This is the beginning of Columbine’s collection of fantasy fairies, or fairies in fantasy fiction.

Columbine: Do you know, when you hear a book has fairies in it, you never know what you are going to get. Fantasy fairies may be semi-divine beings, or trouble-making mischiefs, or gentle nature spirits. They may be friendly to humans or prefer to bite them. They may have almost infinite magic or hardly enough to gild a snowflake.

Robin: And they can be as tall as an adult human, or about half the size, or about a foot long, convenient for a human to talk to, or tiny, the size of a human finger or smaller. They may be able to change sizes too, that’s rather useful. In fact, they may be almost as various as the folk actually are. But usually you will get only one kind in a book, and they will then talk as though that is the only kind there is.

Columbine: (sigh) We must settle that if the author calls them fairies, or faeries, or pixies, or elves, or whatever, that’s what they are. Otherwise we will get into a real muddle.

Robin: I think the funniest kind of fantasy fairies are those that are practically human. Not in appearance so much but in the things they do – like going to school, or having a career, or mending pots and pans or having to follow lots and lots of rules in case they’re put in prison…

Columbine: You were never very keen on following rules, were you, Robin?

Robin: Show me the fairy that is and I’ll show you a gnome-in-the-making!

Wings, now. Usually only the smaller fairies have wings, and of course they’re handy for getting about. Books with tiny characters who don’t have wings go on for ages about how long it takes to cross a field or climb a staircase. You can imagine it would become tedious.

As you can see from illustrations, they are usually gossamer veined wings like a dragonfly’s, or patterned colourful wings like a butterfly’s. Only angels and cherubs have feathery wings. It makes it easy for humans to think of fairies as insubstantial and insignificant, like insects. I’ve noticed in some recent literature that this is just how fantasy fairies are portrayed when they are not the main focus of the book.

One example is the Inkheart series by Cornelia Funke, where fairies add little more than a twinkling beauty to the landscape.

A more exasperating example is the Harry Potter series. Fairies hardly ever appear, but take this example from Harry Potter and the Half-Blood Prince: “an ornate golden lamp dangling from the ceiling in which real fairies were fluttering, each a brilliant speck of light”. Dreadful! Using fairies as if they were glow-worms! Then there are the doxies, biting fairies which infect the curtains in Harry Potter and the Order of the Phoenix, which are actually sprayed. And those awful wizards actually use fairy eggs in their magical concotions.

Columbine: Fairy eggs?

Robin: You see my point.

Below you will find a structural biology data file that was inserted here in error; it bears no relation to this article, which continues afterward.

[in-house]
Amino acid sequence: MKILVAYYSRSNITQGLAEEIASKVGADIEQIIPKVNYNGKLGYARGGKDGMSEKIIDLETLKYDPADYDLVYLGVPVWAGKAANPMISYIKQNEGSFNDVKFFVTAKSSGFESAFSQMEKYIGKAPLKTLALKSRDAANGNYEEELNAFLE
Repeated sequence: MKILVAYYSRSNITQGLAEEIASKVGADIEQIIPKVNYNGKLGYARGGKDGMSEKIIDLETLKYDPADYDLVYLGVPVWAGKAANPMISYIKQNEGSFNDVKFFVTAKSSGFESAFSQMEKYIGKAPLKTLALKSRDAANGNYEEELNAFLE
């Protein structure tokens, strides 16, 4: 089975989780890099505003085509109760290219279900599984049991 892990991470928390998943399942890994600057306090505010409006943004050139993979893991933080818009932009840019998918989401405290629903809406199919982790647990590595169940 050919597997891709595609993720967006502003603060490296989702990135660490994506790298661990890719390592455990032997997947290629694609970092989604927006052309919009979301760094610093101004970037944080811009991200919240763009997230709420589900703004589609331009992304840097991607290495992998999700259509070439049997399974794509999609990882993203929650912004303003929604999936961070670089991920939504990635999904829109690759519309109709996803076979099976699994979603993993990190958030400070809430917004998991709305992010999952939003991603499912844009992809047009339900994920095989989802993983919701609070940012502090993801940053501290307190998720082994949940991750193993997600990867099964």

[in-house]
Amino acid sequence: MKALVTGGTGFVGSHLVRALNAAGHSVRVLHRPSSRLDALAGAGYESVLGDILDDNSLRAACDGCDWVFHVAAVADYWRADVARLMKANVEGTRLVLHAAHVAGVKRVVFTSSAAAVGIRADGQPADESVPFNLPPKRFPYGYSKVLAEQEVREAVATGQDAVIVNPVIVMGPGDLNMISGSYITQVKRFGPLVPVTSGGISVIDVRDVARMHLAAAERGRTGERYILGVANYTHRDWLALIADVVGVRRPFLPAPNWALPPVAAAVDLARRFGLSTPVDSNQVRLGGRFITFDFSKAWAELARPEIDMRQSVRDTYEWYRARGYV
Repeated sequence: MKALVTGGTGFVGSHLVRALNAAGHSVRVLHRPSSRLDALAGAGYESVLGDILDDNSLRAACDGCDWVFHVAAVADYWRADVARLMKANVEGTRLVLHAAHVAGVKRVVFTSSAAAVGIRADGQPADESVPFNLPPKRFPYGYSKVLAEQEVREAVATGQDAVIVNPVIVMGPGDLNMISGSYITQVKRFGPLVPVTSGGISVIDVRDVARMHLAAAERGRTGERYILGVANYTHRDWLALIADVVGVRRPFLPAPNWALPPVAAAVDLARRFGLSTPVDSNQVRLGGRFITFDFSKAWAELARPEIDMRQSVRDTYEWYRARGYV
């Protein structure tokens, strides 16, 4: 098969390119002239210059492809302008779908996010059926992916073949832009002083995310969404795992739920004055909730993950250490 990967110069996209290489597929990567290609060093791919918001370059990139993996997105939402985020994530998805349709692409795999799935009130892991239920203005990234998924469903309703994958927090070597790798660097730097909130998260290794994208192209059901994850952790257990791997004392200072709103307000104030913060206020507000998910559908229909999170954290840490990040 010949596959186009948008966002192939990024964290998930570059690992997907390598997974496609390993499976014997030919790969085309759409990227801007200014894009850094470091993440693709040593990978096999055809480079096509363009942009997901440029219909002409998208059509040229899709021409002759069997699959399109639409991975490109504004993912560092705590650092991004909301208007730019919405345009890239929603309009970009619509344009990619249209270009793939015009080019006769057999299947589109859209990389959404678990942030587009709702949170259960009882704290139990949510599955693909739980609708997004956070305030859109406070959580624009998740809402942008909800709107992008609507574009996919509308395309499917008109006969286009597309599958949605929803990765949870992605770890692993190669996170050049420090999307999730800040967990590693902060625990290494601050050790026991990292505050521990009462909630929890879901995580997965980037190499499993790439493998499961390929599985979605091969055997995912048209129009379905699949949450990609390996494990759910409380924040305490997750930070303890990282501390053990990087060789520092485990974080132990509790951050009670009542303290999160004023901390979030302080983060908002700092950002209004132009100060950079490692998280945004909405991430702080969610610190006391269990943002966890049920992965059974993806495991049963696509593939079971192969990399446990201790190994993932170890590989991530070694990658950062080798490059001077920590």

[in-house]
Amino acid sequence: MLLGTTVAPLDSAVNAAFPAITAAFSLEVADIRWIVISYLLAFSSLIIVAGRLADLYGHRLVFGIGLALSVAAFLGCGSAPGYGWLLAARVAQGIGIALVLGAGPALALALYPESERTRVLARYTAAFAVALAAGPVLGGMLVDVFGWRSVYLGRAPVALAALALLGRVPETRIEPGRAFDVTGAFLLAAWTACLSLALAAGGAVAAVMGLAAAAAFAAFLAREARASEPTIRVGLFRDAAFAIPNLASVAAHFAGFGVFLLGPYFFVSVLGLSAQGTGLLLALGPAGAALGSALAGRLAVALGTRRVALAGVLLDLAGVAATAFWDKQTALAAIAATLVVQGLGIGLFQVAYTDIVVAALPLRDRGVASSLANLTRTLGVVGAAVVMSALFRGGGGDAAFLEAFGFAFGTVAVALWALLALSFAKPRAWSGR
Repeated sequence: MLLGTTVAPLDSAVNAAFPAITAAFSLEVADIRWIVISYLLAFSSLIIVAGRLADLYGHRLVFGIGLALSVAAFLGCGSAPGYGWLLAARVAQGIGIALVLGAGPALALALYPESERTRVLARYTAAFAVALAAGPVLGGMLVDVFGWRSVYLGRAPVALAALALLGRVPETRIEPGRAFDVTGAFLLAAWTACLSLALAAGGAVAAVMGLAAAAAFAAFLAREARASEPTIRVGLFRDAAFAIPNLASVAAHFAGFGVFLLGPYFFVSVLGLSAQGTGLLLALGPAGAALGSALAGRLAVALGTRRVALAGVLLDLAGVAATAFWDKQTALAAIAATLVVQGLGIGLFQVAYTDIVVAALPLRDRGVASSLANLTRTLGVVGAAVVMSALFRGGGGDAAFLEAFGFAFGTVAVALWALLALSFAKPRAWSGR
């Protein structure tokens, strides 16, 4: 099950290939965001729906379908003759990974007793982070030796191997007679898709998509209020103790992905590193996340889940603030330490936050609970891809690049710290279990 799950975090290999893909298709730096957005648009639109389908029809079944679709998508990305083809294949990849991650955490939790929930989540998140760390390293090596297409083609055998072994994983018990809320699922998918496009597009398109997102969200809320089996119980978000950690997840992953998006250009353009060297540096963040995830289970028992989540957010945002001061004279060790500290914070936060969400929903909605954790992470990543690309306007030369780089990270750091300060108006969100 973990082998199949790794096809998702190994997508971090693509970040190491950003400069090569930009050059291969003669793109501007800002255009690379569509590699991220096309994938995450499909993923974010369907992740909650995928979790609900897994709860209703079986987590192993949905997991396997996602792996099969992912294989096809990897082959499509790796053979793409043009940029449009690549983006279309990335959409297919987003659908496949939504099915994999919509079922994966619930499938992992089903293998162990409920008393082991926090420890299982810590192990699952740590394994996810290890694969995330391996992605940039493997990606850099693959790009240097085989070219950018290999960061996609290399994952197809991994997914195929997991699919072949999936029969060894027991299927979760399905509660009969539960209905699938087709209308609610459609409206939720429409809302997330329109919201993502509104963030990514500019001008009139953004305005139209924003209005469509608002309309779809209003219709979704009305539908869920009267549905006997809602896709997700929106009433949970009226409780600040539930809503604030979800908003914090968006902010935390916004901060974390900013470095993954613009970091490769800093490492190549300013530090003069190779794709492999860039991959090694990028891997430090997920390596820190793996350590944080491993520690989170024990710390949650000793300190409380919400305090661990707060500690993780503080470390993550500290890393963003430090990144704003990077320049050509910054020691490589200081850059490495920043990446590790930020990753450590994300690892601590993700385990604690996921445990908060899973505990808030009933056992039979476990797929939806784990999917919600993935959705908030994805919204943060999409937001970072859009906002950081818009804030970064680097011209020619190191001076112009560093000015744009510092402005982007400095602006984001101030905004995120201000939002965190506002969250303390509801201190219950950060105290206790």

Columbine: It certainly makes you see that particular fashion in another light. I’m reminded of the old saying: Familiarity breeds contempt. As long as fairies remain a rare wonder, we will get the respect given to the uncanny and possibly dangerous.

Robin: Although I count myself a friend to humanity, I’m not so trusting as to reveal myself unless I’m sure. I still take care to keep out of sight, as do many of the fantasy fairies of modern fiction, whether in a country setting as in The Various or the urban refuge of Valiant.

Other fairies exist in a world forbidden to or beyond the reach of humans except for the fortunate few – whether it be an underground country as in Kate Crackernuts, a sunlit or moonlit fantasy Fairy realm as in Stardust divided from the human world by a simple wall or waterfall, or another dimension altogether, as in Faerie Wars and the Divide trilogy.

Yet it is rare to find a book which solely deals with fairies – encounters with humans are very heart of most such stories, and very variable they are too. One or both sides may be helpful, or protective, or greedy, or malicious. They may join forces against a common enemy – goblins, demons or developers. They may become friends or even find romance.

In fact, humans will surprise you. I think they even surprise themselves sometimes!

Read more about fantasy fairies:

Small Winged Fairies:
Fairy Dust Fairies
The Rainbow Magic Christmas books
Fairy Dust and the Quest for the Egg – set in Never Land
Peter Pan in Scarlet – set in Never Land

Rebel Fairies: The Fairy Rebel

Irish Fairies: Wild Blood; The Hunter’s Moon; The Summer King

Changelings: The Stolen Child

Otherworld Fairies: The Faerie Wars Chronicles

Still to come:

Blue Fairies and the Fairy Wisdom: Pinocchio

Fairies & Fairylands: The Various; Clementine; Mopsa the Fairy; Stardust

Otherworld Fairies: The Divide; Mystify the Magician; Mopsa the Fairy

Fairy Rebels: The Rebel Fairy

Naughty Fairies: Little Things; Tithe

Changelings: Poison; The Moorchild

Fairies in the Modern World: Artemis Fowl; Valiant

Fairies of Long Ago: Heretic; I Coriander; The Folk-keeper

Never Land: Peter Pan in Kensington Gardens; Peter and Wendy; Peter Pan and the Starcatchers

The Fairy Book series for little sisters: Rainbow Magic; Fairy Charm; Naughty Fairies